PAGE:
Many of us have wished for that home in the country -- a life closer to nature. Watch what you ask for: sometimes, nature can get a little too chummy, as commentator and hobby farmer Ken Chiacchia reports.
The invasion comes in waves. This spring, my home is under siege once again.
In the fall, field mice sneak into the house to escape the cold. They sound like wart hogs scurrying around in the walls and above the ceilings. It drives our dogs crazy. It also poses a control challenge, even though the barn cats have also discovered a route into the house. The cats come in to warm up and hunt when it's really bitter outside, but never seem to clear the house the way they do the barn. Stink bugs, wasps, and sometimes Japanese ladybugs will also come in from the cold. In the spring, eggs laid by the insects hatch, and the place fills up with bleary-compound-eyed interlopers.
It's part of the price you pay for living in a 110-year-old farm house on 26 acres of fields and woods. My wife, Heather, and I both enjoy the amazing variety of wildlife that clusters near habitat transitions.
The stink bugs are a nuisance, though a fairly significant one. If you crush one, the smell is interesting in the way that a skunk smells interesting, from a safe distance. If you crush two or three stink bugs, it starts to turn your stomach. Last year, we had to hunt down hundreds of them.
The ladybugs are more than a nuisance. They live up to the unlikely trope from Alien of the creature with acid for blood. One of our dogs ate one last year, and was choking and coughing for the rest of the day. The little SOBs bite, too.
But it's the wasps that give us the biggest problem. I like wasps -- I hate to kill them. The ones who invade our house are a sleek, glossy black, with a few gold bands around their abdomens. Wasps are, if you look at them closely, breathtakingly beautiful animals, graceful and so perfect in form that they've had no reason to change for something like 140 million years. That's 70 times as long as we've been around. So much for the idea that evolution progresses, rather than simply diversifies.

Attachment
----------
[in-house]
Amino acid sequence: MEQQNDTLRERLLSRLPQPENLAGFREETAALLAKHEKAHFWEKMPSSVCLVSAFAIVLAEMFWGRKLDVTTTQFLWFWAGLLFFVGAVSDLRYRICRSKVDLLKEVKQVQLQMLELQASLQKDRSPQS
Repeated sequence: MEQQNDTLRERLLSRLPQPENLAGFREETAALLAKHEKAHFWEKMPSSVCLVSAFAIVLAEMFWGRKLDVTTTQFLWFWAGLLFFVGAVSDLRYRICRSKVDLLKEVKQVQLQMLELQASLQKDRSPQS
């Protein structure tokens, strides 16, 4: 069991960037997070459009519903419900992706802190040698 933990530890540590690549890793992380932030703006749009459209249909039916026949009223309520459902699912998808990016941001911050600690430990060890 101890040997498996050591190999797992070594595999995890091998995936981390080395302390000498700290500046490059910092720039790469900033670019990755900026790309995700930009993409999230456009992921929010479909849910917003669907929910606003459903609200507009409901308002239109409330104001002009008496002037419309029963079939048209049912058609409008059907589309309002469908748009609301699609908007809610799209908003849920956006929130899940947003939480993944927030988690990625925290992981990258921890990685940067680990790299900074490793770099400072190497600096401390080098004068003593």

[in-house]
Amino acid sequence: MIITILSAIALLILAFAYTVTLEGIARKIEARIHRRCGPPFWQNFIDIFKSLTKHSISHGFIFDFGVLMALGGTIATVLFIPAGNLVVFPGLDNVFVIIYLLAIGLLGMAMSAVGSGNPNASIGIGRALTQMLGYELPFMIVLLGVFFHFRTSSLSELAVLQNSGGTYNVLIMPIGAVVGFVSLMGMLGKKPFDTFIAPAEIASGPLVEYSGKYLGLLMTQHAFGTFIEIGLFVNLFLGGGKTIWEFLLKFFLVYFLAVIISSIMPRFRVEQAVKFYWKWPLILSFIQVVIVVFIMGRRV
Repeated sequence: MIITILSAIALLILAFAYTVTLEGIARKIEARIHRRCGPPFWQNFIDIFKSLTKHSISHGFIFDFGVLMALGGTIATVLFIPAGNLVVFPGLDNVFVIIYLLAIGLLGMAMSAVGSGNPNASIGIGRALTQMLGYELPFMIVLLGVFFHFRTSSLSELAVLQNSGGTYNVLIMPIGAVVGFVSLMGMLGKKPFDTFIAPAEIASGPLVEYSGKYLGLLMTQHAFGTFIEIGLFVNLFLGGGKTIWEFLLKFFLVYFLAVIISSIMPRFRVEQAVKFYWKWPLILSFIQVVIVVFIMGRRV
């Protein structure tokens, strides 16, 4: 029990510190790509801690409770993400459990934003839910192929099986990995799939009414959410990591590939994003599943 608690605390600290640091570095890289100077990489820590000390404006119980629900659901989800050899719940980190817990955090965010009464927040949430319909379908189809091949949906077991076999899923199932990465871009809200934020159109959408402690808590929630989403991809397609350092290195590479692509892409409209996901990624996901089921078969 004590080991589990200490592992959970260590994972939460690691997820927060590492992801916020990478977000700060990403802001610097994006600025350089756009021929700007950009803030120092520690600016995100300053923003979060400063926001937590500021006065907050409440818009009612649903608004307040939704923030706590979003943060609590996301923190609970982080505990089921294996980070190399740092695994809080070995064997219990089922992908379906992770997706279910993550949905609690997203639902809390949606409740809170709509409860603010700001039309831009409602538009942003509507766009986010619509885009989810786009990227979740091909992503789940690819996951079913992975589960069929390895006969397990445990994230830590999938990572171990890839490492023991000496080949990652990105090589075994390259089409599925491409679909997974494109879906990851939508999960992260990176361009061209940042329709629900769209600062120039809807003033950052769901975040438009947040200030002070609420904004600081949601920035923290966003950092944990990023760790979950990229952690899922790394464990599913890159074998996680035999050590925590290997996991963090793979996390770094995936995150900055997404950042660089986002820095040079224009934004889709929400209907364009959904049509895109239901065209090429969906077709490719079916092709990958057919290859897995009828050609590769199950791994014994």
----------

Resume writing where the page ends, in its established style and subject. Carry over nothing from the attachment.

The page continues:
Unfortunately, though I've long admired wasps, I can't let the ones in my house live. Heather is deathly allergic -- no exaggeration -- and we just can't take the chance. So after the spring sun rises and I've watered and fed the livestock, but before I leave for the day job, I must conduct a seek-and-destroy Dawn Patrol.
Inevitably, I miss one or two. The other day, Heather woke to find one crawling across her eye. Don't know how she avoided getting stung. As memorable, perhaps, I once pulled on my shorts to find an unamused stowaway in them. Fortunately I'm not allergic, but it still isn't an experience I recommend.
This spring, there've been a lot more stink bugs than wasps, and no ladybugs. We're hoping that a series of allergy shots will make the wasps a nuisance for Heather, rather than a life threat. At that point, we may be able to let down our guard a bit. We're never going to share, exactly -- but we may be able to observe the occasional truce.